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Low serum concentration of sulfatide and presence of sulfated lactosylceramid are associated with Type 2 diabetes. The Skaraborg Project

Artikel i vetenskaplig tidskrift
Författare Karsten Buschard
Pam Fredman
E. Bog-Hansen
Maria K. Blomqvist
Jan A Hedner
L. Råstam
Ulf Lindblad
Publicerad i Diabetic Medicine
Volym 22
Nummer/häfte 9
Sidor 1190-8
ISSN 0742-3071 (Print)
Publiceringsår 2005
Publicerad vid Institutionen för klinisk neurovetenskap, Sektionen för laborativ neurovetenskap
Institutionen för invärtesmedicin, Avdelningen för lungmedicin och allergologi
Sidor 1190-8
Språk en
Länkar dx.doi.org/10.1111/j.1464-5491.2005...
Ämnesord Antigens, CD/*blood, Case-Control Studies, Diabetes Mellitus, Type 2/*blood/epidemiology, Female, Galactosylceramides/*blood, Humans, Insulin Resistance/physiology, Lactosylceramides/*blood, Male, Middle Aged, Population Surveillance/methods, Risk Factors, Sex Distribution, Sulfoglycosphingolipids/*blood, Sweden/epidemiology
Ämneskategorier Neurokemi

Sammanfattning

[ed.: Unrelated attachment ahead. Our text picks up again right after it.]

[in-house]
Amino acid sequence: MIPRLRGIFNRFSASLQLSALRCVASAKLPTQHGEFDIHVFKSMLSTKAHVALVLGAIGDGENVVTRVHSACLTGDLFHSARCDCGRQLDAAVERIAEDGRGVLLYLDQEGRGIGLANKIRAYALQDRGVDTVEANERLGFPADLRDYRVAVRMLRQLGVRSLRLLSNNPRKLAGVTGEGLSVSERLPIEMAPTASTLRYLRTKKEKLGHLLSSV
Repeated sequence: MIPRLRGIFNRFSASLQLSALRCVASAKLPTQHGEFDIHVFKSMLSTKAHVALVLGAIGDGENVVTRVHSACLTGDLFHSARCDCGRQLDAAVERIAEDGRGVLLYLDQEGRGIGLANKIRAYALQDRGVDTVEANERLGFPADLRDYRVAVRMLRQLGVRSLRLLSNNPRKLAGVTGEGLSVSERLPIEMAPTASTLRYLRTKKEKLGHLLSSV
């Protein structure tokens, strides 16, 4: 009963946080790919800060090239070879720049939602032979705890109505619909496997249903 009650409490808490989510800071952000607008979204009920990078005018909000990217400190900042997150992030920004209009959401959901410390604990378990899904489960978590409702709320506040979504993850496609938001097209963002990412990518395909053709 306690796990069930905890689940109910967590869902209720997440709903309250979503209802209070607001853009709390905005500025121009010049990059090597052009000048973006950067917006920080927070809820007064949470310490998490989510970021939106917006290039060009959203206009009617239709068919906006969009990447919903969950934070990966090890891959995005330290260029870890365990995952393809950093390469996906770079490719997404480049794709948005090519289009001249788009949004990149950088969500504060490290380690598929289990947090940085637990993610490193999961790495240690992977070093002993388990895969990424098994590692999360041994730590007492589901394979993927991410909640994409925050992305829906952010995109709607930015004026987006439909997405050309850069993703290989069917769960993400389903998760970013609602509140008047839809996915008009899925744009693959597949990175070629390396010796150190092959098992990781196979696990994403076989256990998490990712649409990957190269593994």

AIMS: The glycosphingolipid sulfatide (sulfated galactosyl-ceramide) increases exocytosis of beta-cell secretory granules, activates K(ATP)-channels and is thereby able to influence insulin secretion through its presence in the islets. A closely related compound, sulfated lactosylceramide (sulf-lac-cer), is present in the islets during fetal and neonatal life when, as in Type 2 diabetes, insulin is secreted autonomically without the usual first phase response to glucose. The aim was to examine whether serum concentrations of these glycolipids are associated with Type 2 diabetes. METHODS: A case-control study, comprising 286 women and 283 men, was designed using a population-based sample of patients with Type 2 diabetes and a population survey. RESULTS: Low serum concentrations of sulfatide were associated with Type 2 diabetes, independent of traditional risk factors for diabetes in a sex-specific analysis: odds ratio (OR) 2.1 (95% confidence interval 1.1, 3.9) in men, and 2.3 (1.2, 4.3) in women, comparing the lowest and the highest tertiles. Type 2 diabetes was also associated with detectable amounts of sulf-lac-cer in serum: OR 1.7 (0.9, 3.4) in men, and 7.6 (3.8, 15.2) in women. After adjustment for confounding from other diabetes risk factors, these associations remained basically unchanged. The connections between sulfatide and Type 2 diabetes, and sulf-lac-cer and Type 2 diabetes were independent of each other. Insulin resistance (HOMA-IR) was negatively correlated with sulfatide concentration and positively correlated with sulf-lac-cer (both P < 0.0001, independently). CONCLUSIONS: We report a new, robust and highly significant independent association between Type 2 diabetes and serum concentrations of sulfatide in both sexes, and sulf-lac-cer in females. The associations were also independent of other known diabetes risk factors.

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